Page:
But then it got weird, because strangers started talking to me. Today, in the hour and a half that I was in town, three seperate people asked me if I was Matt from My Kitchen Rules. One lady came over and said, “Excuse me, Matt?’ and when I politely told her, “I’m sorry, I’m not him but I really hope he wins,” she said, “Are you sure?”
Am I sure of what? Am I sure that I am Lyndon Riggall, Tasmanian scribbler of things, and not Matt Newell, Tasmanian celebrity chef? Am I sure that I exist - that I’m not just you pretending to be me so that I/you can get some peace and quiet at a café?
Yes, I’m sure. I’m so sure that I can confidently write you this letter knowing that it’s not actually going to wind up back in my own inbox. But what of tomorrow, Matt? What if the next “fan” goes one step further, and refuses point blanc to believe me? What if our parallel-apparently-separated-at-birth lives reach the point where mine is burnt away by the brief but consuming candle of your fame?
There is only one thing for it. We need a strategy. Sure, I could look at it as an awkward inconvenience, but I’ve read too many stories about identical twins for that to work. How great could it be - I could do your media appearances when you’re sick, or you could blame your nightclub indiscretions on “that other guy who looks like you.” We’d be a team, two halves of the same Superman. What do you say?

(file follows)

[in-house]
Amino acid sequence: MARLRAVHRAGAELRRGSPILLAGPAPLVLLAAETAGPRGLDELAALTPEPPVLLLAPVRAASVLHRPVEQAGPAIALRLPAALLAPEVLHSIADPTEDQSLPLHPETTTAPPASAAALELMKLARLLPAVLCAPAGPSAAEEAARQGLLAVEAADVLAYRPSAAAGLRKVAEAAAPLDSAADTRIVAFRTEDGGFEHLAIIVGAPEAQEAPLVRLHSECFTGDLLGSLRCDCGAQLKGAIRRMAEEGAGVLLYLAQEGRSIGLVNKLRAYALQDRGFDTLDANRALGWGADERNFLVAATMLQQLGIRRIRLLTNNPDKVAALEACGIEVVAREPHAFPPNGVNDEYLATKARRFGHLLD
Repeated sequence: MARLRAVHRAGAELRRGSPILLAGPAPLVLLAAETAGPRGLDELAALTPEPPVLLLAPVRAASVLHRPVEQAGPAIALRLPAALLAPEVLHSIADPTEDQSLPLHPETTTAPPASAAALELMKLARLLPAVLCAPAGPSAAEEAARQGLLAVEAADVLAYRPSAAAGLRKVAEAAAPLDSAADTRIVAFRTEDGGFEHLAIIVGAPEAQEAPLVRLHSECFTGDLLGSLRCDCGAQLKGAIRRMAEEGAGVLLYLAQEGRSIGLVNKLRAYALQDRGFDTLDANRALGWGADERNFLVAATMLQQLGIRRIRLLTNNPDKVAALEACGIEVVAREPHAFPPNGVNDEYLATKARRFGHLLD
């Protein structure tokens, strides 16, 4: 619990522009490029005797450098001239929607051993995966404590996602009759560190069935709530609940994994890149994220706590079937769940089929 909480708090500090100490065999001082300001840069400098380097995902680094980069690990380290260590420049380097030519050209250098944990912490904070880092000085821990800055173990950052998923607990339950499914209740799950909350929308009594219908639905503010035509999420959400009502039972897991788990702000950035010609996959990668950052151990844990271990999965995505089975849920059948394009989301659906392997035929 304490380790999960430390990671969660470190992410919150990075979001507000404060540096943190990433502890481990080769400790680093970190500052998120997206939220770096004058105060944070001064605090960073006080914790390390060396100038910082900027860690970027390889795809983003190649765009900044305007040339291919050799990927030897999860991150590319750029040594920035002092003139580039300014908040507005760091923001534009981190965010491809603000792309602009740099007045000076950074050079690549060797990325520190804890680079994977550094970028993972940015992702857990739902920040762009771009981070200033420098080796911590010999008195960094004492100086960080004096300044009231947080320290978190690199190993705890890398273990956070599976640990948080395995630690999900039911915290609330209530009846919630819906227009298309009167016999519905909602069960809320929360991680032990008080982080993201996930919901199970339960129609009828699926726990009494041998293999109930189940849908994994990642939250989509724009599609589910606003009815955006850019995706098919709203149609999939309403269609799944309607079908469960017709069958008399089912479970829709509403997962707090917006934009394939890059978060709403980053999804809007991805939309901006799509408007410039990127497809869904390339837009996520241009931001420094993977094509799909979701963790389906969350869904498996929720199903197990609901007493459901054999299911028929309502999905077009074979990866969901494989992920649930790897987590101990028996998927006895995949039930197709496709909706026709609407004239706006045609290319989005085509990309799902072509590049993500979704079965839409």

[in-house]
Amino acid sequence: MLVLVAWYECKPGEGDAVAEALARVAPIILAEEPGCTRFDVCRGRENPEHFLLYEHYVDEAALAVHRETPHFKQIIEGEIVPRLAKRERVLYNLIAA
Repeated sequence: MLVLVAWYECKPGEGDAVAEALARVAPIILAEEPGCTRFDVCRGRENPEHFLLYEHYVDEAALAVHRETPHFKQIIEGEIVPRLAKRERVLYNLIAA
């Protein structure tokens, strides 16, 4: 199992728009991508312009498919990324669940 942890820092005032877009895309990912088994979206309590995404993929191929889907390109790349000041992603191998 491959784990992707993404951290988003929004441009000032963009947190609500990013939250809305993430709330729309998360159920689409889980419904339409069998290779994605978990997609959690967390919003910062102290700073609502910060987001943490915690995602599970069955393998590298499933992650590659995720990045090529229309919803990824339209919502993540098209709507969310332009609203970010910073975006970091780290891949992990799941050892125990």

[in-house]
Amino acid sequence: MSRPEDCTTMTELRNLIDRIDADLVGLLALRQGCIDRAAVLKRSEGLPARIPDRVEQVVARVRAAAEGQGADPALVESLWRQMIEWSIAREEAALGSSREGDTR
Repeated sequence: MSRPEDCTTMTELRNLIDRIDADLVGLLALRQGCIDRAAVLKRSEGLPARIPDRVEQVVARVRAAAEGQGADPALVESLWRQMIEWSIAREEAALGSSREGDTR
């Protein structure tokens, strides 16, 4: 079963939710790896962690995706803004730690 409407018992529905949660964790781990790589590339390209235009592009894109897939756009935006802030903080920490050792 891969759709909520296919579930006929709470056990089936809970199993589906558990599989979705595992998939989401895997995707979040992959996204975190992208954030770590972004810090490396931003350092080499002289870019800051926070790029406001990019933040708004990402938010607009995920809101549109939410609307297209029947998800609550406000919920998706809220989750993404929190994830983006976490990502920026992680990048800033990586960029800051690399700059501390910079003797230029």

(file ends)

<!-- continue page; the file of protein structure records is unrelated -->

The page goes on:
Either way, I’m not going to complain. As weird as it is to be part of a widespread identity crisis, it is a compliment. As much as TV can reliably tell you anything about anyone you do seem a genuine and likeable guy, and I hope that one day - if the world doesn’t implode when it happens - I get to meet you. It’s not Ashlee or Sophia that my style apparently resembles, and that’s got to count for something.
If nothing else, it seems inevitable that one day soon I will be invited to a costume party which I have neither the inclination nor the time to prepare for. Kinda nice to know that I can just put on an apron and I’ve got it made.
Here’s hoping, for both of us, that you win MKR. Best of luck.
Booyah! Commence the air punching!
Actually, wait. I have a confession to make. That was the first time that I’ve ever given that talk, and I was really worried about how it would go. I am so, so pleased that you managed to find something in it that worked for you, and that you’re writing again. Just, seriously, so pleased. Thank you for letting me know!
Now comes the hard part: Don’t give up! KEEP WRITING!